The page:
April 22, 2009
Do women feel more guilty than men taking time off work?
According to Expedia's ninth annual Vacation Deprivation survey we do.
A poll of 1,500 adults conducted this March revealed that 40 percent of U.S. women feel guilty taking a vacation from work, while only 29 percent of men do. And while both sexes receive an average of 13 vacation days from their employer, men are more likely to take a two-week vacation each year than women (12 percent of men take off two weeks straight, while 8 percent of women do).
My first thought upon seeing these stats was, "There we women go again, selling ourselves short." After all, plenty of ink has been spilled about how men are more likely to negotiate salary and benefits than women -- and how women who do negotiate are sometimes penalized for it.
But perhaps the fact that men are more likely than women to take a two-week vacation each year has nothing to do with guilt or gender stereotypes. Perhaps Expedia's finding that 44 percent of U.S. men regularly work more than 40 hours a week for their employer while only 29 percent of women do accounts for this discrepancy.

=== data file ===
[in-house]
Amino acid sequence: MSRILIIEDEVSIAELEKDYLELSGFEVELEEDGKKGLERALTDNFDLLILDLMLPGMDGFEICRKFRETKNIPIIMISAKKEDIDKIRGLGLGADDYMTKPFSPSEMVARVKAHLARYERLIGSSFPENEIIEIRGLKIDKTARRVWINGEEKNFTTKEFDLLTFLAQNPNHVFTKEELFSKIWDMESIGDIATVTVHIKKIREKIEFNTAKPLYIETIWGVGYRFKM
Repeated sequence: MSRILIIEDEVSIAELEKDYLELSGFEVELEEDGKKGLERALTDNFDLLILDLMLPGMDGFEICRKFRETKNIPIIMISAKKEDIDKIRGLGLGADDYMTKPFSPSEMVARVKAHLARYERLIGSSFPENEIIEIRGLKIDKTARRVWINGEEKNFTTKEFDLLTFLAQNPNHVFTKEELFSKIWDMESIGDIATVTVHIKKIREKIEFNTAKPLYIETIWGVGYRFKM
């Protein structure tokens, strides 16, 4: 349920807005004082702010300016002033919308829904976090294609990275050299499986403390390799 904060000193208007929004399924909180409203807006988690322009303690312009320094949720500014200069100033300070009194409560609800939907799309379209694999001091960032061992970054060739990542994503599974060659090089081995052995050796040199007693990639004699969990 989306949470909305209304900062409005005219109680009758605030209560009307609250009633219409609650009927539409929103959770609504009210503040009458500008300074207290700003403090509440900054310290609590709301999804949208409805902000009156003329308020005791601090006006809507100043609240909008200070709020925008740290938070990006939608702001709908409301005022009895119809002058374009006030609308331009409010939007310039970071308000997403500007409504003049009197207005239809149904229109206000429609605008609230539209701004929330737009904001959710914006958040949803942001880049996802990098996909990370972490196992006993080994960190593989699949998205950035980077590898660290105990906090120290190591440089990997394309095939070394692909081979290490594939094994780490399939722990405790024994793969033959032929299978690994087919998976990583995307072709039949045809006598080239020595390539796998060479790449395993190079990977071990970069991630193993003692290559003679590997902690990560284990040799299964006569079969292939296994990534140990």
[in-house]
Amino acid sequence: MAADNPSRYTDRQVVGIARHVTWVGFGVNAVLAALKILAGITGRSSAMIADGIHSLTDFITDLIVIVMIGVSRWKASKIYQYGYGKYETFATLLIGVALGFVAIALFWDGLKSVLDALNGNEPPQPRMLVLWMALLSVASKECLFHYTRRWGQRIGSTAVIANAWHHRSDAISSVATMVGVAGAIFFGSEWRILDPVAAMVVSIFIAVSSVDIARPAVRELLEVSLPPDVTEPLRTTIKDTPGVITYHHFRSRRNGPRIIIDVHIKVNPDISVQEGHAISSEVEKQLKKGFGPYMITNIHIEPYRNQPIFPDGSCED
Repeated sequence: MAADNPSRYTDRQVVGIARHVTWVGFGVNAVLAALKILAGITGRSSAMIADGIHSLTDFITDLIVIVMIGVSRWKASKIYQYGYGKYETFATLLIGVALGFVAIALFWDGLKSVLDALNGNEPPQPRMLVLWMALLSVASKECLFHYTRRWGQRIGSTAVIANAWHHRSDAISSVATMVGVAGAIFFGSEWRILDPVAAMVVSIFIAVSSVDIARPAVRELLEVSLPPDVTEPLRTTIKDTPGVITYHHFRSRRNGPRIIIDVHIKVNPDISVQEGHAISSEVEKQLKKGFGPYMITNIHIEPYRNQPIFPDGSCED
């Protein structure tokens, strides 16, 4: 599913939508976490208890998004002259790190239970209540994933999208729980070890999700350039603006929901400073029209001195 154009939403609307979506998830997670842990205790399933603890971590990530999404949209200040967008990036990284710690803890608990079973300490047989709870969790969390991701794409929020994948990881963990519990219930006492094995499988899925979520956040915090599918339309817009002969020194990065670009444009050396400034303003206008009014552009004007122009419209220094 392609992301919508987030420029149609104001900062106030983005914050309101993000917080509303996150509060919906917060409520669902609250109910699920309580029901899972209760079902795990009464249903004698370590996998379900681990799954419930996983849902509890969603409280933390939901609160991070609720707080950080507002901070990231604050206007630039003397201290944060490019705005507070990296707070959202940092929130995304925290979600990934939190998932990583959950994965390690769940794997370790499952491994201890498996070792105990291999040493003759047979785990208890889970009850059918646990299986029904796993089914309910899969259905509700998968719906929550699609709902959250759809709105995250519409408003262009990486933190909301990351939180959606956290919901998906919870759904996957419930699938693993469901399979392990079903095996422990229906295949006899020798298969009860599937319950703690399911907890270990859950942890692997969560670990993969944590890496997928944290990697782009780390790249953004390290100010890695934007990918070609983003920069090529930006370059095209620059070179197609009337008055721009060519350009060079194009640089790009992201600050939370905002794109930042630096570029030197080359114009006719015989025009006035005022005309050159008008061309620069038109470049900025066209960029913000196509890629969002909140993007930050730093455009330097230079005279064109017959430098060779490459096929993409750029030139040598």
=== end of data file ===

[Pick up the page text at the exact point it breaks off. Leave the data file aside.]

Or perhaps we should stop comparing who's better at relaxing in this country and ask ourselves why a third of us leave three vacation days on the table each year -- even if we do get compensated for not taking them. Sure, the French leave two vacation days on the table each year, but they get a whopping 38 vacation days to start with. Then there are the vacation-loving British. While they receive a mere 26 vacation days a year, they're the country least likely to leave a single vacation day on the table.
So where do you fall on the guilt-free vacation spectrum? Do you feel sheepish leaving the office behind -- even if you're only traveling to your backyard or living room? Or can you completely clock out for a couple days or weeks without so much as sneaking a peek at your work email?
Karen Burns is the author of The Amazing Adventures of Working Girl, a career guide based on her 59 jobs over 40 years in 22 cities.
Lisa Quast is a certified career coach, mentor, business consultant, former corporate executive and author based in the Seattle area.
Randy Woods writes about job-search tools, networking techniques and other tips to help you land your dream job.
Matt Youngquist is the president of Career Horizons, a career counseling firm.
Natalie Singer is a Seattle writer, editor and small-business owner.
Michelle Goodman is the author of "My So-Called Freelance Life" and "The Anti 9-to-5 Guide."
Paul Anderson helps professionals in transition find their desired employment.
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